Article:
Austin Resources

How to Protest Your Property Value for Property Taxes
Property taxes are local taxes.
Your local officials:

  1. Value your property
  2. Set your tax rates
  3. Collect your taxes

Your most important right as a taxpayer is your right to protest to the appraisal review board (ARB).

What is an Appraisal Review Board (ARB)?
An ARB is a group of citizens authorized to resolve disputes between taxpayers and the appraisal district.  In taxpayer protests, it listens to both the taxpayer and the chief appraiser. The ARB determines if the appraisal district has acted properly.
Should You Protest?
The Appraisal Review Board must base its decisions on evidence. It hears evidence from both the taxpayer and the chief appraiser, and the chief appraiser has the burden of proof in protest hearings. Protest issues that an ARB can consider include:

  1. Is the proposed value of your property too high?
    • Ask one of the district’s appraisers to explain the appraisal. Be sure the property description is correct. Are the measurements for your home or business and lot accurate?

Gather blueprints, deed records, photographs, a survey or your own measurements to contest the appraiser’s decision.

    • Are there any defects not noted in the district’s survey, such as a cracked foundation or inadequate plumbing?

Obtain photographs, statements from builders or independent appraisers.

    • Ask the appraisal district for appraisal records on similar properties in your area. Is there a big difference in their values?

This comparison may show that your property wasn’t treated equally.

    • Ask the appraisal district for the sales that it used.

Collect evidence on recent sales of properties similar to yours from Gentry Group. A real estate agent will:
Use sales of properties similar to yours in size, location and type of construction, use recent sales(sales occurring close to January1 are best), and weigh the costs of preparing a protest against the potential tax savings. Preparing a protest may not be worth the time and expense if it results in only a small tax savings.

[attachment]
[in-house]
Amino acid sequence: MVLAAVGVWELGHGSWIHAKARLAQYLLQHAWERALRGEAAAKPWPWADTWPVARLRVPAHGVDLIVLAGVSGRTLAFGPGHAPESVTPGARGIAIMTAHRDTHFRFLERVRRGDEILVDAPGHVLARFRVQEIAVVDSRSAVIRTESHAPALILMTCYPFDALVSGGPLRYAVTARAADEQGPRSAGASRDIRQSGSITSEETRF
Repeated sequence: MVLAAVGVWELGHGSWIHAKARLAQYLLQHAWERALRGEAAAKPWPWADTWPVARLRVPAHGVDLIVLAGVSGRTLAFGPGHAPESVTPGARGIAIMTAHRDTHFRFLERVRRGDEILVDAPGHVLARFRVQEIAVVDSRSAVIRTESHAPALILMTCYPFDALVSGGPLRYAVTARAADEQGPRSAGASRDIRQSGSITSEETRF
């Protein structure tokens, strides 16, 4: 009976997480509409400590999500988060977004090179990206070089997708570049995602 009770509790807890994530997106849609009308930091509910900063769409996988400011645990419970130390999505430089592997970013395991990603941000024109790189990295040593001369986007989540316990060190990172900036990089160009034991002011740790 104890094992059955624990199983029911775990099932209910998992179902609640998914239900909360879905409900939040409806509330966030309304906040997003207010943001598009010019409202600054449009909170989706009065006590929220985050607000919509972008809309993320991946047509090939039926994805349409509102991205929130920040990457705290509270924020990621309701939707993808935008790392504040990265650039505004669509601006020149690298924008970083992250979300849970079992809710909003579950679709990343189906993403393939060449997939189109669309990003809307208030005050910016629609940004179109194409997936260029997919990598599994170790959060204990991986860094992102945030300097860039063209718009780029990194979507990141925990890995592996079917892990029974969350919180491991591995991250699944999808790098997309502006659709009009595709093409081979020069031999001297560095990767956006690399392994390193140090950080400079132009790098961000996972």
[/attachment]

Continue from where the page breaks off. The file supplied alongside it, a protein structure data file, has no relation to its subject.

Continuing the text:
1. Is your property valued unequally compared with other property in the appraisal district?
    • Determine whether the value of your property is closer to market value than other, similar properties.

For example, your property may be appraised at 100 percent of market value, while your neighbors’ properties may be appraised at 90 percent. A protest based on the level of appraisal requires more evidence based on samples and value adjustments.

  1. Did the chief appraiser deny an exemption?

First, find out why the chief appraiser did so. If the chief appraiser denied your homestead exemption, obtain evidence that you owned your home on January 1 and used it as your principal residence on that date.

    • If the chief appraiser denied a homestead exemption for part of the land around your home, show how much land is used as part of your residence.
    • If the chief appraiser denied an age -65 or older or disabled homestead exemption, or a disabled veteran’s exemption, gather evidence to prove you qualify for those exemptions. 
  1. Do the appraisal records show an incorrect owner?

    • Provide records of deeds or deed transfers to prove ownership.

If you acquired the property after January 1, you may protest its value until the ARB approves the appraisal records. The law recognizes both the old and new owners as having an interest in the property’s taxes.

  1. Is your property being taxed by the wrong taxing units?

An error of this sort often is simply a clerical error.

For example, the appraisal records may show your property as located in one school district when it actually is in another.
REMEMBER, The Gentry Group is here to help if you believe your property has been appraised incorrectly.